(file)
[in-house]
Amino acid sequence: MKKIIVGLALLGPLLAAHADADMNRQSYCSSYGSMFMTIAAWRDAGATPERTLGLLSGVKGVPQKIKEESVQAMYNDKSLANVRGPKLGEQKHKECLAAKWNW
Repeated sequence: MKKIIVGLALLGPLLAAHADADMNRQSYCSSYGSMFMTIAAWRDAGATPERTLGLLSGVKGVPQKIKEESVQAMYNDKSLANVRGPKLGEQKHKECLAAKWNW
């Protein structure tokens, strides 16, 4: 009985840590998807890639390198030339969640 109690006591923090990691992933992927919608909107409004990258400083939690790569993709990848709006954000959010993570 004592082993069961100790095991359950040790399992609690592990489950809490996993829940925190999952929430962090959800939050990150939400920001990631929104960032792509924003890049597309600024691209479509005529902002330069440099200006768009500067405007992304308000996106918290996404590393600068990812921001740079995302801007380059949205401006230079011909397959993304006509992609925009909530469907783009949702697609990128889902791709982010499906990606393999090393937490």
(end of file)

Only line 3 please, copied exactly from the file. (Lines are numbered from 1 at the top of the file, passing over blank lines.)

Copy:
Repeated sequence: MKKIIVGLALLGPLLAAHADADMNRQSYCSSYGSMFMTIAAWRDAGATPERTLGLLSGVKGVPQKIKEESVQAMYNDKSLANVRGPKLGEQKHKECLAAKWNW